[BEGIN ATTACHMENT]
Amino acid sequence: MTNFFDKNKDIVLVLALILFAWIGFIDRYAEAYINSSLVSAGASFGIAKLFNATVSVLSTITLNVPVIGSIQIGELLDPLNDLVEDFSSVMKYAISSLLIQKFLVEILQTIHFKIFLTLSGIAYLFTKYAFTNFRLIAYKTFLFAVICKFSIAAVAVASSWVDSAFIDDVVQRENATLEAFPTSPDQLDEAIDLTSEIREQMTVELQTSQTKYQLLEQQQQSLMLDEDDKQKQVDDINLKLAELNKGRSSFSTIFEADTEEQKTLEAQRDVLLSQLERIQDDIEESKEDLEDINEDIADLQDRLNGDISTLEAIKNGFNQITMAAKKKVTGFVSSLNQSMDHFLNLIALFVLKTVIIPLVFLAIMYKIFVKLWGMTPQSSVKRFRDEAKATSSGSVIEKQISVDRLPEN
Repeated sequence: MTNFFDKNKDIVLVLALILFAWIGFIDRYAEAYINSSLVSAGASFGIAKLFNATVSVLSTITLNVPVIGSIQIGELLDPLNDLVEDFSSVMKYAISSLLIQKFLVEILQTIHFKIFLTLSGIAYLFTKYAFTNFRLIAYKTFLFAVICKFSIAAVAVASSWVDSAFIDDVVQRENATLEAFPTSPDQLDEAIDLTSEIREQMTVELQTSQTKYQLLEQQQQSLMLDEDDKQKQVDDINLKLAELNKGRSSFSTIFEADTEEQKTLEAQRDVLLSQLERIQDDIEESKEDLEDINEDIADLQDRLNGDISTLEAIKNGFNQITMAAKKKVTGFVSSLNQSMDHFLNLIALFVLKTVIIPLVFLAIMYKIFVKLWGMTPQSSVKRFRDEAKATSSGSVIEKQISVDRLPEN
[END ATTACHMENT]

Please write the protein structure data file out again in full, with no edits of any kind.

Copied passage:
Amino acid sequence: MTNFFDKNKDIVLVLALILFAWIGFIDRYAEAYINSSLVSAGASFGIAKLFNATVSVLSTITLNVPVIGSIQIGELLDPLNDLVEDFSSVMKYAISSLLIQKFLVEILQTIHFKIFLTLSGIAYLFTKYAFTNFRLIAYKTFLFAVICKFSIAAVAVASSWVDSAFIDDVVQRENATLEAFPTSPDQLDEAIDLTSEIREQMTVELQTSQTKYQLLEQQQQSLMLDEDDKQKQVDDINLKLAELNKGRSSFSTIFEADTEEQKTLEAQRDVLLSQLERIQDDIEESKEDLEDINEDIADLQDRLNGDISTLEAIKNGFNQITMAAKKKVTGFVSSLNQSMDHFLNLIALFVLKTVIIPLVFLAIMYKIFVKLWGMTPQSSVKRFRDEAKATSSGSVIEKQISVDRLPEN
Repeated sequence: MTNFFDKNKDIVLVLALILFAWIGFIDRYAEAYINSSLVSAGASFGIAKLFNATVSVLSTITLNVPVIGSIQIGELLDPLNDLVEDFSSVMKYAISSLLIQKFLVEILQTIHFKIFLTLSGIAYLFTKYAFTNFRLIAYKTFLFAVICKFSIAAVAVASSWVDSAFIDDVVQRENATLEAFPTSPDQLDEAIDLTSEIREQMTVELQTSQTKYQLLEQQQQSLMLDEDDKQKQVDDINLKLAELNKGRSSFSTIFEADTEEQKTLEAQRDVLLSQLERIQDDIEESKEDLEDINEDIADLQDRLNGDISTLEAIKNGFNQITMAAKKKVTGFVSSLNQSMDHFLNLIALFVLKTVIIPLVFLAIMYKIFVKLWGMTPQSSVKRFRDEAKATSSGSVIEKQISVDRLPEN